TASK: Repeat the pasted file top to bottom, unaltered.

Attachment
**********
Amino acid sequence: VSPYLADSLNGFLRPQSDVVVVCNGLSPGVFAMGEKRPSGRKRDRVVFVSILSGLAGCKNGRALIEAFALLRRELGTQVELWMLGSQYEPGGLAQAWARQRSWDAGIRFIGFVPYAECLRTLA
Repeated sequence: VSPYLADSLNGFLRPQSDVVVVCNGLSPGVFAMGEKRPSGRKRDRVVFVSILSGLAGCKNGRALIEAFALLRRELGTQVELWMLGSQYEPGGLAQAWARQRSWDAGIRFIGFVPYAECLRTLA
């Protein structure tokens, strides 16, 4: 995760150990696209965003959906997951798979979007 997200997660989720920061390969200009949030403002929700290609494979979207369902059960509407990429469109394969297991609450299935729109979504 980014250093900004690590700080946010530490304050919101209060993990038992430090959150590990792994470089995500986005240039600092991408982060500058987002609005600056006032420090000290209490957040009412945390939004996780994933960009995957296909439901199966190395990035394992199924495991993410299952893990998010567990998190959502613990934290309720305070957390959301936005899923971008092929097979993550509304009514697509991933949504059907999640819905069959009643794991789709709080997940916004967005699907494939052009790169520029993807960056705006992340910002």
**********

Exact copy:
Amino acid sequence: VSPYLADSLNGFLRPQSDVVVVCNGLSPGVFAMGEKRPSGRKRDRVVFVSILSGLAGCKNGRALIEAFALLRRELGTQVELWMLGSQYEPGGLAQAWARQRSWDAGIRFIGFVPYAECLRTLA
Repeated sequence: VSPYLADSLNGFLRPQSDVVVVCNGLSPGVFAMGEKRPSGRKRDRVVFVSILSGLAGCKNGRALIEAFALLRRELGTQVELWMLGSQYEPGGLAQAWARQRSWDAGIRFIGFVPYAECLRTLA
């Protein structure tokens, strides 16, 4: 995760150990696209965003959906997951798979979007 997200997660989720920061390969200009949030403002929700290609494979979207369902059960509407990429469109394969297991609450299935729109979504 980014250093900004690590700080946010530490304050919101209060993990038992430090959150590990792994470089995500986005240039600092991408982060500058987002609005600056006032420090000290209490957040009412945390939004996780994933960009995957296909439901199966190395990035394992199924495991993410299952893990998010567990998190959502613990934290309720305070957390959301936005899923971008092929097979993550509304009514697509991933949504059907999640819905069959009643794991789709709080997940916004967005699907494939052009790169520029993807960056705006992340910002």